Buschke‐Ollendorff syndrome due to a novel LEMD3 mutation – an unusual case of alopecia

Buschke‐Ollendorff syndrome due to a novel LEMD3 mutation – an unusual case of alopecia Clinical Letter Buschke-Ollendorff syndrome due to a novel LEMD3 mutation – an unusual case of alopecia DOI: 10.1111/ddg.13446 Dear Editors, Buschke-Ollendorff syndrome (BOS) (OMIM 166700) is an autosomal dominant connective tissue disorder that was first described in 1928 by Abraham Buschke and Helene Ollen- dorff-Curth. It is defined by the coexistence of connective Figure 1 Triangular, completely hairless yellowish plaque with tissue nevi and osteopoikilosis with a good prognosis. Skin a diameter of 10 cm on the occiput of a 60-year-old woman. and skeletal lesions may occur independently [1–3] since af- fected persons may not express the full phenotype. Here we describe the unusual case of a 60-year-old woman with iso- lated nevus elasticus and a mutation in the LEMD3 (LEM the occipital bone underlying the affected skin. Recent radio- Domain Containing 3) gene. graphs of the spine, hands and feet revealed no foci of fibrosis The patient presented after years of failed topical treat- or sclerosis but evidence of degenerative changes. ment with external corticosteroids. She reported a hairless Based on these findings we suspected Buschke-Ollen - area at the occiput with a history of 25 years, and a second dorff syndrome (BOS). lesion nearby that appeared two http://www.deepdyve.com/assets/images/DeepDyve-Logo-lg.png Journal Der Deutschen Dermatologischen Gesellschaft Wiley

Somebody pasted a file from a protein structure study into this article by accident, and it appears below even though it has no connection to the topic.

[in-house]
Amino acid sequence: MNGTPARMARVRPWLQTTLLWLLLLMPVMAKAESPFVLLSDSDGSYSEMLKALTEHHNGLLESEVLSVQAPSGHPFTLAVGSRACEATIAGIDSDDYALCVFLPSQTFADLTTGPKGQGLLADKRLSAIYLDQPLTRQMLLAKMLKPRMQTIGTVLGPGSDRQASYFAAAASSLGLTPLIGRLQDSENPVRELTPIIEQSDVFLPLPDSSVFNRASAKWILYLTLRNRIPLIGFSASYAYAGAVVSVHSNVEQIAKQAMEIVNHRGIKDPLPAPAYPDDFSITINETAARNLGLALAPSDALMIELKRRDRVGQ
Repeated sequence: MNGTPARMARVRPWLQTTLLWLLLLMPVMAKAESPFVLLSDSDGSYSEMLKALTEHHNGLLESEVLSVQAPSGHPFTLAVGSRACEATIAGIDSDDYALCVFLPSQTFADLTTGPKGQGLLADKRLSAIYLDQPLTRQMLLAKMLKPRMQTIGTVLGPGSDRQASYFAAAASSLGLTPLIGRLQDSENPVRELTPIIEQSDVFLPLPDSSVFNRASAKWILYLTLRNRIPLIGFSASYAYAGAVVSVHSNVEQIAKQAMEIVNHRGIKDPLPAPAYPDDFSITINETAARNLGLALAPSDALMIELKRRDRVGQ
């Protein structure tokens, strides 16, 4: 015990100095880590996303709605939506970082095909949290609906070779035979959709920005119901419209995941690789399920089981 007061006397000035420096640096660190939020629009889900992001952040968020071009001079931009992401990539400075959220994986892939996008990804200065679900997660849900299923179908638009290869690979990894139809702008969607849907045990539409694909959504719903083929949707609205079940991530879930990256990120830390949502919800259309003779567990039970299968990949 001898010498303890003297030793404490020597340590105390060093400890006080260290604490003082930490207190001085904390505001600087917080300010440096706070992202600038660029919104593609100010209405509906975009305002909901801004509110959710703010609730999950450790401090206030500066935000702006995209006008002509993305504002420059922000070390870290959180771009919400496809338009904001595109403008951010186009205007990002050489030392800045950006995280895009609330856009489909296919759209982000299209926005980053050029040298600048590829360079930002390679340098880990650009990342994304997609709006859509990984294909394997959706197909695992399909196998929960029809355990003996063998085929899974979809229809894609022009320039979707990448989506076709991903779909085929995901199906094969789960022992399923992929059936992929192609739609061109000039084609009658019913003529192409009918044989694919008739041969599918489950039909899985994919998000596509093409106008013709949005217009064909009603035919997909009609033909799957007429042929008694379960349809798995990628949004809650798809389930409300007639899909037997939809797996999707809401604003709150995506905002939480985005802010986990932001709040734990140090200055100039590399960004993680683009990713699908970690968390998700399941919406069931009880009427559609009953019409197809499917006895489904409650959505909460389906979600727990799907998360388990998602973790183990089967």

Buschke‐Ollendorff syndrome due to a novel LEMD3 mutation – an unusual case of alopecia

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Publisher
Wiley
Copyright
© 2018 Deutsche Dermatologische Gesellschaft (DDG). Published by John Wiley & Sons Ltd.
ISSN
1610-0379
eISSN
1610-0387
D.O.I.
10.1111/ddg.13446
Publisher site
See Article on Publisher Site

Abstract

Clinical Letter Buschke-Ollendorff syndrome due to a novel LEMD3 mutation – an unusual case of alopecia DOI: 10.1111/ddg.13446 Dear Editors, Buschke-Ollendorff syndrome (BOS) (OMIM 166700) is an autosomal dominant connective tissue disorder that was first described in 1928 by Abraham Buschke and Helene Ollen- dorff-Curth. It is defined by the coexistence of connective Figure 1 Triangular, completely hairless yellowish plaque with tissue nevi and osteopoikilosis with a good prognosis. Skin a diameter of 10 cm on the occiput of a 60-year-old woman. and skeletal lesions may occur independently [1–3] since af- fected persons may not express the full phenotype. Here we describe the unusual case of a 60-year-old woman with iso- lated nevus elasticus and a mutation in the LEMD3 (LEM the occipital bone underlying the affected skin. Recent radio- Domain Containing 3) gene. graphs of the spine, hands and feet revealed no foci of fibrosis The patient presented after years of failed topical treat- or sclerosis but evidence of degenerative changes. ment with external corticosteroids. She reported a hairless Based on these findings we suspected Buschke-Ollen - area at the occiput with a history of 25 years, and a second dorff syndrome (BOS). lesion nearby that appeared two

Journal

Journal Der Deutschen Dermatologischen GesellschaftWiley

Published: Jan 1, 2018

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